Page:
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How to Identify Elderberry Plants

Updated November 21, 2016

Elderberry shrubs (Sambucus canadensis) can grow to the size of small trees and sometimes form thickets. They grow in moist to wet environments, including around wetlands, streams, canals and lakes. Elderberries are a favourite, especially in the southeast. They can be made into jams, preserves, syrups, pies and wine. The edible berries are packed with both vitamin A and vitamin C. The rest of the plant is inedible for humans and toxic if ingested, but the leaves sometimes provide browsing for deer. Unfortunately, it can easily be mistaken for the very poisonous water hemlock (Cicuta mexicana) and so it's important to know exactly what you're looking for.

Identifying elderberry bushes is easiest when they are in bloom. They produce showy clusters of small white flowers that are flat on top and between 6 to 12 inches wide. Even if you see these flowers, approach the plant with caution and wear gloves when inspecting them. You don't even want to touch a water hemlock plant.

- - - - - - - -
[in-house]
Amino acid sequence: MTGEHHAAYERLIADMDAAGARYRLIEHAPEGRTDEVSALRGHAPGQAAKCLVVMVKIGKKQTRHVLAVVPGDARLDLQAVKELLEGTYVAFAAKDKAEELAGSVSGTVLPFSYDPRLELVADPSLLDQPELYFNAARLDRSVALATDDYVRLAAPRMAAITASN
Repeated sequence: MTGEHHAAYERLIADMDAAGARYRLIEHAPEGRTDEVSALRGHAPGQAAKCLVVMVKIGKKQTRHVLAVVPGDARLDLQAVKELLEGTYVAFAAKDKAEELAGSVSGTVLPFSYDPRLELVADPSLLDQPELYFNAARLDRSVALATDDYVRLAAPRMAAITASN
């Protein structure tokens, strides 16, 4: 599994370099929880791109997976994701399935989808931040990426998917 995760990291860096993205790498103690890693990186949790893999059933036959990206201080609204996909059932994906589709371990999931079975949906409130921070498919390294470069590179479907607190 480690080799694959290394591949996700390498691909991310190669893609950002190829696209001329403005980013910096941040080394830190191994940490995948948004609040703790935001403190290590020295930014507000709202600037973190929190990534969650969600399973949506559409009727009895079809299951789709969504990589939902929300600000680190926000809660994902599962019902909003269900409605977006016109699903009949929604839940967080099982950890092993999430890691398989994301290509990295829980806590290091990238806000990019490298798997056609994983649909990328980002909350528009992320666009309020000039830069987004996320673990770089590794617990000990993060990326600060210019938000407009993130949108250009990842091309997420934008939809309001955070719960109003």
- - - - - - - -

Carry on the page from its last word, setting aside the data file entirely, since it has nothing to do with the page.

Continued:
Check the leaves without touching the plant directly. Elderberry has compound leaves that are arranged oppositely, meaning that the leaflets along its stems are paired, growing opposite one another, although there may be a single leaflet at the end of the stem. Water hemlock has leaves that are alternate, meaning they grow on one side, then the other, with space between the two.

Inspect the leaves to see that they are basically oval in shape, with a sharp point at the end. The edges should be serrated and the underside of the leaf is a paler green than the upper side. Crush the leaf and sniff it carefully. Elderberry leaves release an unpleasant and acrid smell.

Examine the stems without touching. The stems of the water hemlock have purple stripes, whereas the elderberry does not. Snap or cut the stem. Elderberry shrubs have white or light grey pith inside, while the water hemlock has a hollow pith.

Elderberries are purplish black and about ΒΌ inch in diameter and grow in clusters in late summer and early autumn. They're a favourite with many varieties of birds.

Warning

Elderberry stems, bark and leaves can be dangerous if ingested. The berries should never be eaten raw, but are safe after they're cooked.

Things You'll Need

  • Gloves
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About the Author

Marion Sipe has been a freelance writer, poet and fantasy novelist since 2000. Her work appears in online publications including LIVESTRONG.COM and eHow Home and Garden. Her fiction has been publish in Alienskin Magazine, Alternatives, and the Flash! anthology. Homeschooled, she spent her youth flitting around the country.